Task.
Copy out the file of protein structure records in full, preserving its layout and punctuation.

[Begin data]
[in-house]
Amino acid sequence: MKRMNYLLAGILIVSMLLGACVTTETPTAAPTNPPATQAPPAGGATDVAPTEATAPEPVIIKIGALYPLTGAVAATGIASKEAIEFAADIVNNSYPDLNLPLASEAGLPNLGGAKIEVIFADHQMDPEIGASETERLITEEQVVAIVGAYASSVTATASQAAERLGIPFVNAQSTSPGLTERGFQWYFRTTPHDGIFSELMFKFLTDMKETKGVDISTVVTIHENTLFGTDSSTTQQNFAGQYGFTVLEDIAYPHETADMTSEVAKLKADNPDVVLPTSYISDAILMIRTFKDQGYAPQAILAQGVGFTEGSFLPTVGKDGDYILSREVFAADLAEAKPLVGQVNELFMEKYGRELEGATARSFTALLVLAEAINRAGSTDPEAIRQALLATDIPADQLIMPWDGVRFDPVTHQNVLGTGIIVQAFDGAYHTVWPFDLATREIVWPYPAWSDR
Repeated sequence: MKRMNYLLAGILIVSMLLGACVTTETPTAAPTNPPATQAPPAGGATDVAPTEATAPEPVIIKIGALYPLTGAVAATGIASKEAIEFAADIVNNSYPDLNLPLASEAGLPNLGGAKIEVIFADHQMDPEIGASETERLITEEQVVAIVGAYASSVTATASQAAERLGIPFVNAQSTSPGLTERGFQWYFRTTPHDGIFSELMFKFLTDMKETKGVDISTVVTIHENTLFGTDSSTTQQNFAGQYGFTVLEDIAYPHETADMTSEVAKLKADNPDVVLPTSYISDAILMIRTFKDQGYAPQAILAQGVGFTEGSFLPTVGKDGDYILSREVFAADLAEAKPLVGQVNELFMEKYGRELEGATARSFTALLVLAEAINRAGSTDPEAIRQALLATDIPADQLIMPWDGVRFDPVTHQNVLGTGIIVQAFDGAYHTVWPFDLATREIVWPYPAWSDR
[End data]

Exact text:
[in-house]
Amino acid sequence: MKRMNYLLAGILIVSMLLGACVTTETPTAAPTNPPATQAPPAGGATDVAPTEATAPEPVIIKIGALYPLTGAVAATGIASKEAIEFAADIVNNSYPDLNLPLASEAGLPNLGGAKIEVIFADHQMDPEIGASETERLITEEQVVAIVGAYASSVTATASQAAERLGIPFVNAQSTSPGLTERGFQWYFRTTPHDGIFSELMFKFLTDMKETKGVDISTVVTIHENTLFGTDSSTTQQNFAGQYGFTVLEDIAYPHETADMTSEVAKLKADNPDVVLPTSYISDAILMIRTFKDQGYAPQAILAQGVGFTEGSFLPTVGKDGDYILSREVFAADLAEAKPLVGQVNELFMEKYGRELEGATARSFTALLVLAEAINRAGSTDPEAIRQALLATDIPADQLIMPWDGVRFDPVTHQNVLGTGIIVQAFDGAYHTVWPFDLATREIVWPYPAWSDR
Repeated sequence: MKRMNYLLAGILIVSMLLGACVTTETPTAAPTNPPATQAPPAGGATDVAPTEATAPEPVIIKIGALYPLTGAVAATGIASKEAIEFAADIVNNSYPDLNLPLASEAGLPNLGGAKIEVIFADHQMDPEIGASETERLITEEQVVAIVGAYASSVTATASQAAERLGIPFVNAQSTSPGLTERGFQWYFRTTPHDGIFSELMFKFLTDMKETKGVDISTVVTIHENTLFGTDSSTTQQNFAGQYGFTVLEDIAYPHETADMTSEVAKLKADNPDVVLPTSYISDAILMIRTFKDQGYAPQAILAQGVGFTEGSFLPTVGKDGDYILSREVFAADLAEAKPLVGQVNELFMEKYGRELEGATARSFTALLVLAEAINRAGSTDPEAIRQALLATDIPADQLIMPWDGVRFDPVTHQNVLGTGIIVQAFDGAYHTVWPFDLATREIVWPYPAWSDR